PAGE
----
Now that I’ve had some time to reflect on my years of captivity in Cuba, I’m starting to feel settled into my new life in freedom and much more interested in the coming five years than in the five years that I lost.
In the 21 months since my release, I’ve realized that I probably would not be living in Washington, D.C., today were it not for the extraordinary efforts of tenacious members of Congress and their staffs; forward thinkers at the Justice and State departments; folks at the National Security Council, who pushed and shepherded and pushed some more; interventions from Pope Francis; calls to the White House by labor leaders like James P. Hoffa (the son of Jimmy Hoffa), and the final decision to bring me home, ultimately made in the only office that could make such a decision, the Oval Office.
But that decision was five years in the making. What ultimately tipped the scales in the right direction, enabling President Barack Obama to make such a historic decision? The answer I found was everyone regardless of the activity or level of interaction.
In particular, it was the leadership and participation by members of my own Jewish community that helped to bring me home; I hope that my gratitude is being appropriately and unambiguously expressed.
When I finally did return home, I did not understand the incredible response from so many people, who came up to me to welcome me, wish me well, tell me how much they appreciated my service, and to let me know how hard they worked to bring me home and how hard they prayed for me.
This incredible reaction to my freedom and redemption, especially from the Jewish community, has since led to a few epiphanies.
Epiphany one: People responding to me, especially those in our Jewish community, were invested in me in some way, if not through their advocacy activities, then at least emotionally and through their prayers. And my arrival at Andrews Air Force Base on Dec. 17, 2014 — my return to freedom — was their return on that investment. It has taken me some time to come to that realization. So when people ask if they could take a selfie with me, I readily agreed even though I did not yet know what a selfie was.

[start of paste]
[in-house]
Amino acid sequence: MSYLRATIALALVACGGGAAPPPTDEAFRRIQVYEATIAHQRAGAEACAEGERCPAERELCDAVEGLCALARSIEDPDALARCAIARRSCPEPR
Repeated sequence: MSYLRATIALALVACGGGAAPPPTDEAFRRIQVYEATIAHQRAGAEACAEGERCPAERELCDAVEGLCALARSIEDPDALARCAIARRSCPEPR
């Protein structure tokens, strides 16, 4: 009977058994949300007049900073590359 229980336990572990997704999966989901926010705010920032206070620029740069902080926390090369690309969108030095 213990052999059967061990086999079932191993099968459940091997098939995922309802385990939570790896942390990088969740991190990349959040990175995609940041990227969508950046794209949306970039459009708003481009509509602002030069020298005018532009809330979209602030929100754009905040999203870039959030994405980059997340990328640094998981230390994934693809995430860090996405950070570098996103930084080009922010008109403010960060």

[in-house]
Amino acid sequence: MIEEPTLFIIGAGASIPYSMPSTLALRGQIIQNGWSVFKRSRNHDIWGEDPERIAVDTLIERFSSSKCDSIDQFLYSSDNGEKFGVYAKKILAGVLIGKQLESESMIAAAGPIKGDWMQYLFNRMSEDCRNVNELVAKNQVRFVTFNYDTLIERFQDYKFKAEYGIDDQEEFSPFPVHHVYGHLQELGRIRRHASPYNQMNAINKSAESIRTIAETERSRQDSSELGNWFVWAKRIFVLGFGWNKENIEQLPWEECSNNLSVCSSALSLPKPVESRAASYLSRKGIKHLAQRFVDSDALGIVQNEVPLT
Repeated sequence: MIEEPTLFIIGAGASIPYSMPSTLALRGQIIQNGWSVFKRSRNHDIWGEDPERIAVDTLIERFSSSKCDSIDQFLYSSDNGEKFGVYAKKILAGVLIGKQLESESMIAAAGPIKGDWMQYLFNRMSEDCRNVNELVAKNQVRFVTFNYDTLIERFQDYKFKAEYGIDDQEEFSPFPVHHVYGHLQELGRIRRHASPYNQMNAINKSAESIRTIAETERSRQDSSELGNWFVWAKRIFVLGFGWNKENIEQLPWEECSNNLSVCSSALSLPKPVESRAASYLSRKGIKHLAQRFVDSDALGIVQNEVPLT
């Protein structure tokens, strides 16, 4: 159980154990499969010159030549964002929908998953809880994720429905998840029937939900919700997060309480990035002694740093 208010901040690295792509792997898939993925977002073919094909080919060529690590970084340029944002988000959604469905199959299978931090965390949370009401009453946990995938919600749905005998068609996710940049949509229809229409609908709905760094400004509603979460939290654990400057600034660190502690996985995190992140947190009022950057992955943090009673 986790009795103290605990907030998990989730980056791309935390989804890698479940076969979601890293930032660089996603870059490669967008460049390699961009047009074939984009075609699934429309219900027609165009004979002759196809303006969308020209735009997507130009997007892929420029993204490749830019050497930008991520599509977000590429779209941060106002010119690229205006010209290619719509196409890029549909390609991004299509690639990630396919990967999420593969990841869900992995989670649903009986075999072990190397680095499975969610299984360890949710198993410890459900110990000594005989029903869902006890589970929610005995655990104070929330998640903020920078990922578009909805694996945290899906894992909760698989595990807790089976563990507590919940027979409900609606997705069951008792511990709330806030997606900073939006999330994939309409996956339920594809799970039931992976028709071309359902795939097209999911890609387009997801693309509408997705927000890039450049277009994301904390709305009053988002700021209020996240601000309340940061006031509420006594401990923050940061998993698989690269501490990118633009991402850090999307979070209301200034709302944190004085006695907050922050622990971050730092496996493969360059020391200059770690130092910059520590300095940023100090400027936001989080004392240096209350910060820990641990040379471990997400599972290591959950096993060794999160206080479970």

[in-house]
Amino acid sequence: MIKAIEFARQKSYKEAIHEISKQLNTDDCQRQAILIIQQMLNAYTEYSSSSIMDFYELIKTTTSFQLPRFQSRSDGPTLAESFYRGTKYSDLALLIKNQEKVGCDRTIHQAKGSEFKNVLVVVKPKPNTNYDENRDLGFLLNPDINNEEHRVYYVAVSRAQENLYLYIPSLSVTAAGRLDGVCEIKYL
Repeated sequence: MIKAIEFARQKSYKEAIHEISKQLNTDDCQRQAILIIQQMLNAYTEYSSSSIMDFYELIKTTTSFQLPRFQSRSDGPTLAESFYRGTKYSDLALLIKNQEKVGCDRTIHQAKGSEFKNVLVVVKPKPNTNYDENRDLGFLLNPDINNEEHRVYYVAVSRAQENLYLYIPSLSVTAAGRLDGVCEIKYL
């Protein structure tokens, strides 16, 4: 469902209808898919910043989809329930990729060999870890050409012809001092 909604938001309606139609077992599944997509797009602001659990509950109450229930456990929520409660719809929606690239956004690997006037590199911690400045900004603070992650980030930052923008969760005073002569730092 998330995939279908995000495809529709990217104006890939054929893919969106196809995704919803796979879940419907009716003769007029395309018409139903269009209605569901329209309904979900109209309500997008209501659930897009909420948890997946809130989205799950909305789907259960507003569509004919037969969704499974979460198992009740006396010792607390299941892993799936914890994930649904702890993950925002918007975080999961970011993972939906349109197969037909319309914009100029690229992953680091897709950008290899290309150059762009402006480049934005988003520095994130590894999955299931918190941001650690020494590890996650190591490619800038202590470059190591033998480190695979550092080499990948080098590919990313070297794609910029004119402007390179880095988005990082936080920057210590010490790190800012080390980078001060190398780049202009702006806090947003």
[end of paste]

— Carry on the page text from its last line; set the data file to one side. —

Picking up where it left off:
Tens of thousands of people in our community and around the nation prayed for me, spoke up for me, stood up for me, took action on my behalf and (epiphany two) demonstrably showed me that there is at least a little bit of Moses the leader in all of us.
I can praise and thank my wife, Judy, and my lawyer, Scott Gilbert, and our core redemption team in Washington from now until the end of time. I can thank all of the interfaith and political organizations for everything they have done to help redeem me.
But it was my kehilla, my community, our community, that led a grass roots effort that tipped the scales in my favor. And no one — no one — can convince me that it was not this grassroots-to-the top effort that tipped the scales in the Oval Office enabling the president to make the historic decision to bring me home.
That Jewish grassroots effort was funded and coordinated by Washington’s Jewish Community Relations Council, the Jewish Federations of North America and federation partners nationwide. It is incredible how these Jewish community organizations touch our lives here, in Israel and around the world, and even in Cuba.
As for epiphany three, who knew that making an annual financial and activity commitment to the federation and its partner agencies was akin to paying a premium on an insurance policy? Certainly, I had no idea. But wow, am I grateful that I had that kind of coverage when I needed it.
So to each of you in this community, in our greater community, todah rabah for helping to restore my freedom. Thank you for bringing me home. Thank you for helping to underwrite that special insurance policy that redeemed me.
Freedom is bliss!
Alan Gross was a U.S. government contractor who spent five years in a Cuban prison. This column was provided by JNS.org.